Note that none of these things are money.  They are only promises (or anticipations in the case of stocks) to pay at some point in the future.  It may have the illusion of money because while there is still life in the game one can redeem one’s stock for cash.  This is essemtially a away of saying that there is someone out there who is willing to bet his own cash-in-hand against the dubious prospects that the bubble will continued to expand without popping before he can cash in and get out.  Within a market that imagines it can expect a “10% return on investment”, for a share stock in BS to be “worth” $60, there must exist momentarily in the trading culture an anticipation that it will be paying out $6 at the end of the fiscal year.  This is affected by many factors, of course, but as a rule it governs.

Let us say that BS is one of those major investment banks whose financial structure constitutes one of the blocks in the lower foundational strata of the “fractional reserve” pyramidal wall (as described in previous letter).  In a sense, then this expectation of a $6 return for each share represents a claim (if not contractually, at least psychologically) against the whole investment brokerage “industry”.  If the pressure on one of those stones could be relieved, and the reduced stress redistributed, that would in effect create new room to breathe for the aggregate of firms that share this “market”.  That is no small consideration when the whole speculative edifice is under stress.

It makes a certain perverse sense, then, to let one of them go down, and have one or more of those still standing pick up the pieces on fire-sale terms.  The net effect is that there will be effectively less of a claim on this sector (e.g. $1-vs-6 per share on the same BS stock), and newly freed up room for gain. 

So who loses?  The answer is that it will be those stock holders who occupy financial niches further up the wall.  If they go broke “at least” the foundation of the pyramid (our very “financial system”) will be “saved”.  Many of them will likely resort to borrowing against home equity or relying on credit cards to survive for a time, but hey, the banking structure that we all rely upon is “sound”.  In a month their plight will be old news anyway, and our lives can move on.  On the “bright” side, their newly urgent economic travails in the sub-prime belly of the beast represent fresh new meat to feed its debt-money maw.

It should also be noted that ultimately the value of stocks, bonds and other investment vehicles depends upon there being some actual enterprise out there in the real world that gives substance to their “value”.  The problem for the financial sector is that the relentless demand for interest payments against the money supply is the engine that constantly discounts the financial “value” of these enterprises.  In time, the gap between physical reality and mathematical fantasy cannot be sustained.  The problem for the mavens of the market then becomes, how can this pressure be relieved, the system “saved”, and a margin for speculative gains be restored?

The answer is largely psychological; in a phrase – “restore confidence in the market”.  In a sense this becomes the ultimate moral hazard, as artificially induced expectations drive traders (and other players in the economy) at all levels.  As people act under its influence, a lot of air is pumped into the speculative balloon.  This is not simply a matter of winners and losers.  The system itself cannot contain this pressure indefinitely.  Someone’s bubble has to be popped.

It is no longer feasible to bring this about via a general collapse as in the Great Depression.  To preserve the Capitalist edifice itself, the deflation has to be managed.  Now selected sectors must make the sacrifice, whether they be the farming community in the Midwest, the Industrial sector in the Rust Belt, the governmental sector, or the financial community itself.  The situation has evolved to the point where the big traders can no longer keep the wolf that it birthed and nurtured forever away from their own door.  Hence the “sacrifice” of BS.  One would think that the collapse of one of their major players should reduce confidence in the market and thereby negate the scheme, but you saw what happened.  When you control the money, and in turn the organs of the system itself, you can make lemonade out of BS.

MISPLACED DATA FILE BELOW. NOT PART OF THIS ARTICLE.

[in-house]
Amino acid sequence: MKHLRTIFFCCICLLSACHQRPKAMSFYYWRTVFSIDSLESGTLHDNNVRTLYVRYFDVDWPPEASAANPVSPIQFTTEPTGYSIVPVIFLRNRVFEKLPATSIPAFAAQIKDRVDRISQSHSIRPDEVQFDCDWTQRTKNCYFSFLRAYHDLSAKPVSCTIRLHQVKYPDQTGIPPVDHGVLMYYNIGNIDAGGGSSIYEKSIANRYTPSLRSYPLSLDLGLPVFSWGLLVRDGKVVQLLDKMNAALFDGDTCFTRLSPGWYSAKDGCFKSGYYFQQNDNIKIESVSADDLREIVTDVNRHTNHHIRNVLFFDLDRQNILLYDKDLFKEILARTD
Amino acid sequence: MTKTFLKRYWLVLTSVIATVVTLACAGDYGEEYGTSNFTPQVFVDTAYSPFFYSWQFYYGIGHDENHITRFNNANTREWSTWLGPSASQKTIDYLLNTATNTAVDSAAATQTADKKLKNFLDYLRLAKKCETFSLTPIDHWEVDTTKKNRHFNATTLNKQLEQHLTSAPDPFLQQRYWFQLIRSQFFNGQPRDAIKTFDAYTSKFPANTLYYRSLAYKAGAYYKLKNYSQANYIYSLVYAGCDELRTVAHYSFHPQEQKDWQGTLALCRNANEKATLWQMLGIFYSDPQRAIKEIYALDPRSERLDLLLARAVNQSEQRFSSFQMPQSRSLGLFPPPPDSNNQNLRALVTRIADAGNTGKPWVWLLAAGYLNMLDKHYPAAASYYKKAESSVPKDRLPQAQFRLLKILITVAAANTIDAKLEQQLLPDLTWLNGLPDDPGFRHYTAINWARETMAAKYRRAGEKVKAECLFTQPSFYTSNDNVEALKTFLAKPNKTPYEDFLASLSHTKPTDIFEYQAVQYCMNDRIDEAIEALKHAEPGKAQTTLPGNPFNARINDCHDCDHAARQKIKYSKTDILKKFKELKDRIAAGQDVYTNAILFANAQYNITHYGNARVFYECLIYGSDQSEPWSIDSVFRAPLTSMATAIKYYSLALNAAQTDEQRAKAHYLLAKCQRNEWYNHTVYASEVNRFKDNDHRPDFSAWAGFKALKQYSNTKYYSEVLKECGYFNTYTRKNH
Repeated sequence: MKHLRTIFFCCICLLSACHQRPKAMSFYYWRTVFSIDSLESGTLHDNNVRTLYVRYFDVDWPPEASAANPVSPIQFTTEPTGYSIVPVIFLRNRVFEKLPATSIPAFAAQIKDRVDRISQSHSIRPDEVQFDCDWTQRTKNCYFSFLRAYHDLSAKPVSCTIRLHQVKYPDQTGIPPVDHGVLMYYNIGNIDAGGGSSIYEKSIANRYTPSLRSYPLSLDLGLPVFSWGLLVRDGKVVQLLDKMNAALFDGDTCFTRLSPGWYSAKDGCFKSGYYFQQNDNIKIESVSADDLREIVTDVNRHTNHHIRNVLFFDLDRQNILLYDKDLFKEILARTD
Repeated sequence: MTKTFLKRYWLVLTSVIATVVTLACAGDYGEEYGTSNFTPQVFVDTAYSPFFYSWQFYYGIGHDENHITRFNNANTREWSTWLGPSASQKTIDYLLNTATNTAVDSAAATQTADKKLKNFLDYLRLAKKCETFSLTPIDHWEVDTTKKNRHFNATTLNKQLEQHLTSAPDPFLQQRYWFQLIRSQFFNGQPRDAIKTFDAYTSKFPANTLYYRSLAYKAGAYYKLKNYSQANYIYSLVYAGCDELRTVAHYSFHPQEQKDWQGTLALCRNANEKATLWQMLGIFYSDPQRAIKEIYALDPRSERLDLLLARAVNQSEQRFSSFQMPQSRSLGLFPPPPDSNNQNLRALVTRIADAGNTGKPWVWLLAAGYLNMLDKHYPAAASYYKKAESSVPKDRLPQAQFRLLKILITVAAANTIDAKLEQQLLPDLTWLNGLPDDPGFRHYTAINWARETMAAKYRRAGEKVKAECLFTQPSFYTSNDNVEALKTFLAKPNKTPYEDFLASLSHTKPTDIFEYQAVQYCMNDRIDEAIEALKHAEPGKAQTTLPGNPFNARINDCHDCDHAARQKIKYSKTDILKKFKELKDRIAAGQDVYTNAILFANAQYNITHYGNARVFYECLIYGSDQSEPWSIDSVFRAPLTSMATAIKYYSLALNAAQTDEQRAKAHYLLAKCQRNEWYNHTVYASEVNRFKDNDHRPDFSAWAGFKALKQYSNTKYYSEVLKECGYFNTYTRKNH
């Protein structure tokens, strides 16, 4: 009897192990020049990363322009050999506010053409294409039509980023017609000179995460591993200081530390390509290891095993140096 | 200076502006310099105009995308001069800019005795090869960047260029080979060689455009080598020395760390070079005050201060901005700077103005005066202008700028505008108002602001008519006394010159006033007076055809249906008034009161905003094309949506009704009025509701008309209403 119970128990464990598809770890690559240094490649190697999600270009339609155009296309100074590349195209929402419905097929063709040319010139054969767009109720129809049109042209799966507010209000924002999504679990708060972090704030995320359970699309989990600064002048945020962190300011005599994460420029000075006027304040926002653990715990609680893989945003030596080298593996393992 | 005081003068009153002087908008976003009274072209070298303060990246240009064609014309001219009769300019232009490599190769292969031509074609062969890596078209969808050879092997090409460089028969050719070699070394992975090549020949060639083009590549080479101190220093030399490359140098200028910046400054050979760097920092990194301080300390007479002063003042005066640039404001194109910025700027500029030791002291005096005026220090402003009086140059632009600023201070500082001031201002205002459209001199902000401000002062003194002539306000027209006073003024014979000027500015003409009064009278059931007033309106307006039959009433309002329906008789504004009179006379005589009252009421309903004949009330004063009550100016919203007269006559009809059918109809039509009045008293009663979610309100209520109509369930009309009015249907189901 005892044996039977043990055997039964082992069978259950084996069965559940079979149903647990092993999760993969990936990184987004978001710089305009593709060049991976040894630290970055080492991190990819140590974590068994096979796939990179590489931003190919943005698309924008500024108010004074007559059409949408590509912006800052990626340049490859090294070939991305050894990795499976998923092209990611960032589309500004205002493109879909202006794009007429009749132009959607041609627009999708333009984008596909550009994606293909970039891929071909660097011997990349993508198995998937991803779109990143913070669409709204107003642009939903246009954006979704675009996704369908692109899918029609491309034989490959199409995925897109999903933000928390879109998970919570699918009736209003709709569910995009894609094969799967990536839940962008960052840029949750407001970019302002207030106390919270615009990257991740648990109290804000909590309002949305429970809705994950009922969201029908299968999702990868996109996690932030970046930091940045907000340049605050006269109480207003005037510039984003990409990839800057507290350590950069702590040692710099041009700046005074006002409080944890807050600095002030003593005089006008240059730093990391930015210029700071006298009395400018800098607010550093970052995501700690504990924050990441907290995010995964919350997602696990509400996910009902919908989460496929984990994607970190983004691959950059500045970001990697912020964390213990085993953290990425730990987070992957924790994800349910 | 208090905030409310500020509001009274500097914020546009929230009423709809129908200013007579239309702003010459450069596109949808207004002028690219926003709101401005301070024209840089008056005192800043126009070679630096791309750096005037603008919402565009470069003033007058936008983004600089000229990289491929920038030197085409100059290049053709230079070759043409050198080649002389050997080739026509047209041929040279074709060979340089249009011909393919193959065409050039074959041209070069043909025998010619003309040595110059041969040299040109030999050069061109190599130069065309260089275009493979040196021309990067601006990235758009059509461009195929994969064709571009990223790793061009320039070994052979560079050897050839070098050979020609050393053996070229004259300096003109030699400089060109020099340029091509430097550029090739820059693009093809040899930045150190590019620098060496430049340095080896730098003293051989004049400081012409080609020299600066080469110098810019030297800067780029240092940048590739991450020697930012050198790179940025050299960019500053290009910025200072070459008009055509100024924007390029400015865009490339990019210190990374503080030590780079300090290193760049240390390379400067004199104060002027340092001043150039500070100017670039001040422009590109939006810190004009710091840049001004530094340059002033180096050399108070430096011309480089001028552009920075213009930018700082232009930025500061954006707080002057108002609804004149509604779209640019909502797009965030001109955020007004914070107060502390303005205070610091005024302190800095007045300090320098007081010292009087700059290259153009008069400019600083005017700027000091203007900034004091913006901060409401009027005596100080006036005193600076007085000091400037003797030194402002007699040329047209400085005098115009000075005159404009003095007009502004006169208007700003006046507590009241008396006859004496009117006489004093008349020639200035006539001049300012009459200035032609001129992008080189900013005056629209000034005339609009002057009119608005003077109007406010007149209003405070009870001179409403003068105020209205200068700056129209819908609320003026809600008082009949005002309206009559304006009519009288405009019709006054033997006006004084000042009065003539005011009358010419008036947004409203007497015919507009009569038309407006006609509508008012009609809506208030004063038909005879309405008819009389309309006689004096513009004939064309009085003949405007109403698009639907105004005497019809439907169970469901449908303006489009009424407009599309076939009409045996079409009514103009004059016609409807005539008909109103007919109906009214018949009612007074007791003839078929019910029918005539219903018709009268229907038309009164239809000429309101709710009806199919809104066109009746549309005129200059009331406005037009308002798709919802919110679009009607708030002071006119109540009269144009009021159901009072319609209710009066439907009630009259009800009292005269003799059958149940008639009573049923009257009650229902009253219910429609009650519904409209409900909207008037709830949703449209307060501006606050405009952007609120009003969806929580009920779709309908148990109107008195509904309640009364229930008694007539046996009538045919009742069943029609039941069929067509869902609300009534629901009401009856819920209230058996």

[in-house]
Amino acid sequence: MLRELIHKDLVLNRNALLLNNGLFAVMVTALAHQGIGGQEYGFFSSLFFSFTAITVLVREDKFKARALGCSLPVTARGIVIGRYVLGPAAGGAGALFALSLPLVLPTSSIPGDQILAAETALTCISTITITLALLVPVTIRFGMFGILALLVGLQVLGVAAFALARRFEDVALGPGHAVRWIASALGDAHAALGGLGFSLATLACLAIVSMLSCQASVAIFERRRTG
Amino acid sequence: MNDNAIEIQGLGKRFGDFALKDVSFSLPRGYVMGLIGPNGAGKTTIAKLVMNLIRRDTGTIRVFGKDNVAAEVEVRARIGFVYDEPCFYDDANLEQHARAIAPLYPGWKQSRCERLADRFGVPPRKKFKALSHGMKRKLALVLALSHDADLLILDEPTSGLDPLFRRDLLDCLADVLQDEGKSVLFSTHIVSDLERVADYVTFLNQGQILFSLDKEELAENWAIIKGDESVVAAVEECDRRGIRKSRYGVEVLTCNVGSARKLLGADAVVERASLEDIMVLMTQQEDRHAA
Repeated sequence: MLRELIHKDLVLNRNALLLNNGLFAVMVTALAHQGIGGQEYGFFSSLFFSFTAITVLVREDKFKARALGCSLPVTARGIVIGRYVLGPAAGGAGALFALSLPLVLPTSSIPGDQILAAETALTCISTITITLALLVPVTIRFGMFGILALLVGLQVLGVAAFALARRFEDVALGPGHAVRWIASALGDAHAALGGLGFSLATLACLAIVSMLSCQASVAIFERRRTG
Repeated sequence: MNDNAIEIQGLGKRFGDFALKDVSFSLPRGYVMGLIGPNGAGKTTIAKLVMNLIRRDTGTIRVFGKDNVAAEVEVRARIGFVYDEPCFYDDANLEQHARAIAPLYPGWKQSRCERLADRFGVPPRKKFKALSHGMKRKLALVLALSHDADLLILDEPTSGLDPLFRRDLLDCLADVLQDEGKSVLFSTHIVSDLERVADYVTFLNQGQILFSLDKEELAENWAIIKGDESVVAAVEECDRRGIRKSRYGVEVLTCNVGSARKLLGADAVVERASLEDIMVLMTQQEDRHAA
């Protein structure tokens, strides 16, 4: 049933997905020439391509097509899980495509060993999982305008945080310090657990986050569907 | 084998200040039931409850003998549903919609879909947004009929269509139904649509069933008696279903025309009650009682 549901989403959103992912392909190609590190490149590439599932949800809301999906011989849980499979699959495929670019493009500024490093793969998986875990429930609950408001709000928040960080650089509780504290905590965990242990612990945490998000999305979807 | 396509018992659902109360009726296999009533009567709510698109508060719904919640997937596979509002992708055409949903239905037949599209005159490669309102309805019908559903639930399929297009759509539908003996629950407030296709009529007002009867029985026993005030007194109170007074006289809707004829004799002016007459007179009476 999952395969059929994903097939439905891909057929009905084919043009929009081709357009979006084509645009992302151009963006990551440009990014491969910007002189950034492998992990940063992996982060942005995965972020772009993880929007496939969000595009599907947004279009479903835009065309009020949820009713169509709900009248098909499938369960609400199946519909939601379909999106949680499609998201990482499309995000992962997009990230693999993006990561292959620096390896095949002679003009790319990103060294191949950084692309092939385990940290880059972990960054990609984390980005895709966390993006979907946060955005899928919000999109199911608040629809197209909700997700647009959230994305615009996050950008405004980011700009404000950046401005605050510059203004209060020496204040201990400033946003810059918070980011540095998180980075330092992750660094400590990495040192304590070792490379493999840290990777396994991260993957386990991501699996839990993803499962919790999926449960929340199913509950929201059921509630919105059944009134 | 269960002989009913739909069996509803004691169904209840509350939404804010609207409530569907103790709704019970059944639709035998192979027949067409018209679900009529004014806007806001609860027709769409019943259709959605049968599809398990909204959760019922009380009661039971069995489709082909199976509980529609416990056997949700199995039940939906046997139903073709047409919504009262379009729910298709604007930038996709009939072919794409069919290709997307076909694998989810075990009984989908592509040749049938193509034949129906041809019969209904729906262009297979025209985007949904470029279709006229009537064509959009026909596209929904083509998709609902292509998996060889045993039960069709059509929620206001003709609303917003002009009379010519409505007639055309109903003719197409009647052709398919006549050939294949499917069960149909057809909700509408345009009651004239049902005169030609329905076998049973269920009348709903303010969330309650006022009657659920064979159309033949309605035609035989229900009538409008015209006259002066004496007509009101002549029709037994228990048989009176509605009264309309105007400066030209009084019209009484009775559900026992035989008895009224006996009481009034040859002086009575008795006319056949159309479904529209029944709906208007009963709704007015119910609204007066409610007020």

In a dark sort of way, the elegance of this scheme is exquisite.  The ultimate question, therefore, is – “How consciously is it being played out?”  God only knows the definitive answer to that.  In my estimation, the players involved are not nearly as conscious of what they are doing as it might appear.  Money has come to do business of its own account, and it is out of everyone’s control.  Surely one could find in the unfolding of this story avarice and mendacity aplenty.  After all are these not human beings dealing with vast sums of money?  I think though that if one could break the problem down office-by-office and cubicle-by-cubicle, one would find human beings struggling to make sense of it all, and survive in whatever fashion is meaningful to them.  This may be more-or-less true all the way to the top.  Moreover, if one traces carefully what has played out here, one could find fault at all levels, including the decent, hardworking, God-fearing middle-American that accepts their winnings in this casino of a monetary order as their due, and their losses as someone else’s ill-gotten gain.  We have virtually all in our respective spheres succumbed to the wiles of debt-money acculturation, and have acted at their behest against the better angels of our nature.  We are fools, every one.  The only way out is to confess it, and then move on.

There is currently a surfeit of hand-wringing in the public domain about how corrupt the system is.  What I do not detect (beyond the blame games) is a dialogue that holds the seeds of an answer.  Permit me to offer one.  There is attached a treatise which describes the root of the current economic chaos, and delineates a proposed solution.  As usual it is offered freely with no expectations attached.